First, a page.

On Friday September 7th at 8:30 EDT, the Bureau of Labor Statistics, part of the Labor Department, released its monthly Employment Situation report for August 2012. The headline figure is that the US economy gained 96,000 jobs last month.
That’s disappointing in several respects:
–it’s below the economists’ consensus of +120,000-140,000 new positions
–it’s considerably less than the +201,000 job additions reported by ADT earlier in the week
–it’s under the 150,000 or so new jobs needed each month to absorb new entrants into the labor force–meaning it’s not enough to eat into the number of long-term unemployed
–it suggests that the more favorable report for July (+163,000 jobs) is as much an outlier as the much weaker numbers from May and June.
The 96,000 jobs consist of 103,000 new hires in the private sector, offset by -7,000 layoffs by state and local governments. The service sector continues to be a strong generator of new jobs. Construction seems to be bottoming. But for the first time in a while, the manufacturing sector is beginning to shed jobs.
As regular PSI readers know, the ES report is revised in each of the two months following its initial release.
The initial figures for July were +163,000 jobs (+172,000 in the private sector, -9,000 state and local government layoffs). That has been revised down in the August report to +141,000 (+162,000, -21,000).
The figures initially reported for June were +80,000 (+84,000, -4,000). They were revised down in the July report to +64,000 (+73,000, -9,000). In the August report, the numbers were revised down again to +45,000 (+63,000, -18,000).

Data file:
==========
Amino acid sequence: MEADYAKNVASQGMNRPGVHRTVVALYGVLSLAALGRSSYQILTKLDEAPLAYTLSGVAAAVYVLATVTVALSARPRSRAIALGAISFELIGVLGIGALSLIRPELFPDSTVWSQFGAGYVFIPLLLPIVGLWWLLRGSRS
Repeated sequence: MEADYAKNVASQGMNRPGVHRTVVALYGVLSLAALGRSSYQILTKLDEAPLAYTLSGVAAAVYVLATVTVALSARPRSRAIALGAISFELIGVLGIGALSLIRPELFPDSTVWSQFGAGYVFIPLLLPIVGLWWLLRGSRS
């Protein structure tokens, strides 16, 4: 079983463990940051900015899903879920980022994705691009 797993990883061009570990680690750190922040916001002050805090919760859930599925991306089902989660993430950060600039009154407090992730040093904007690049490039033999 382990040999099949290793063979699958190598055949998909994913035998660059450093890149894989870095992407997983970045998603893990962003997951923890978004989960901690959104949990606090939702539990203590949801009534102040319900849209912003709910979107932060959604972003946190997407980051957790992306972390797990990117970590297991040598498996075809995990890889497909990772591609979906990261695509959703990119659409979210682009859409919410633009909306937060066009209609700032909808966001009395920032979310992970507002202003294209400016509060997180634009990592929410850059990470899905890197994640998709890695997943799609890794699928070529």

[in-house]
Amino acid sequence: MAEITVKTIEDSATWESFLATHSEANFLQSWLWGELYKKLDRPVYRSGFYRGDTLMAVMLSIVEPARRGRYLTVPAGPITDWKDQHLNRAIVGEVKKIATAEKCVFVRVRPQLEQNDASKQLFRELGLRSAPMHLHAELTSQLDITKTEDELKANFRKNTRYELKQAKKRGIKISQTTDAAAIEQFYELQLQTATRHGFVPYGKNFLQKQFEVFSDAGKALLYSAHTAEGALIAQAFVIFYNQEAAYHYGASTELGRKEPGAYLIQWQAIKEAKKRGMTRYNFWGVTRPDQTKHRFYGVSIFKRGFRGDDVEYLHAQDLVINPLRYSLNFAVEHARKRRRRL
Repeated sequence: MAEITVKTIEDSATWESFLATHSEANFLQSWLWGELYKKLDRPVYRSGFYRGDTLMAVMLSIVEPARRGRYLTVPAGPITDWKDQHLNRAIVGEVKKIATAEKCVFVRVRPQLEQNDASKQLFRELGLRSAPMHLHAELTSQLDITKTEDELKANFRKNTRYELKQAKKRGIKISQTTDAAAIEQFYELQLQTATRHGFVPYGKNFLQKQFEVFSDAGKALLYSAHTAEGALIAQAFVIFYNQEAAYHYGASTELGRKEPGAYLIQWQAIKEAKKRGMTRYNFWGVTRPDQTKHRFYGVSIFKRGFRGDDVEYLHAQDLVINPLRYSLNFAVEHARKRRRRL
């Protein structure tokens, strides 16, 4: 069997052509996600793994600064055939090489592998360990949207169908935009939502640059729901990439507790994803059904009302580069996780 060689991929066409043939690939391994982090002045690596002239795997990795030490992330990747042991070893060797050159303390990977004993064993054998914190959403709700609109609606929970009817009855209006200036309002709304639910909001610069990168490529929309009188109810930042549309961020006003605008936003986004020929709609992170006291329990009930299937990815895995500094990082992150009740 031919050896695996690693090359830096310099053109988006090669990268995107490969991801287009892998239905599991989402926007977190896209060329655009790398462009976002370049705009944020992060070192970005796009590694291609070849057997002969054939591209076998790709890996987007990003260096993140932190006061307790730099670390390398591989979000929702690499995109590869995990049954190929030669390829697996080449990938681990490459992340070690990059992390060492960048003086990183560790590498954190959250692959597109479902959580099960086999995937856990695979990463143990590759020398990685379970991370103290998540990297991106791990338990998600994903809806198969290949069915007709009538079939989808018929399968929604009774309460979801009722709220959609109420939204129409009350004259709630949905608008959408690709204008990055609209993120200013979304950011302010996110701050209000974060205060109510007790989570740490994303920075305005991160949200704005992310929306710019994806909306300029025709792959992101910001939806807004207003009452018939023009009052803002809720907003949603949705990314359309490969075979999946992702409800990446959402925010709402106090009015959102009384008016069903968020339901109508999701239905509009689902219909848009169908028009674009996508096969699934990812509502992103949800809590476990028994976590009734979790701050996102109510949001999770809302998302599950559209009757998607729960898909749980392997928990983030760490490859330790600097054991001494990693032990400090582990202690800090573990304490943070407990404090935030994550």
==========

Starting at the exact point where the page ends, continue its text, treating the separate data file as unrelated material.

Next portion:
the surprising thing about this report is that the S&P went up on the news.
After all, it seems to dash hopes that the US economy is going to accelerate from the current lackluster pace. To the contrary, it suggests that what we are seeing now is as good as things are going to get for employment–and chronic high unemployment is going to be a fact of life.
At the same time, the US stock market is holding above the 1420 line that has represented a very substantial barrier to advance.
What could this mean?
On the most elementary level, investors appear to have returned from the Hamptons with their buying shoes on.
I don’t think anyone can possibly believe that additional Fed action will make any substantial positive difference for the US economy. Nor do I think that current economic conditions domestically or in the EU or China or Latin America are a cause for joy.
It could be that investors have suddenly awakened to the fact that bonds are very expensive and stocks very cheap. But that’s been the situation for a very long while.
What I think is going on is that sentiment is changing. Investors appear to be starting to believe that the worst is over in world economies. Two implications of this belief: stocks aren’t going to get much cheaper, and it’s okay to buy at today’s prices anticipated earnings improvement in 2013-14.
The big imponderable is how long the current bullish mood will last.
my bottom line:
We should enjoy the ride–which might represent a crucial, positive, turning point for stocks–but be very wary for signs that the curent mood change is just a passing fancy.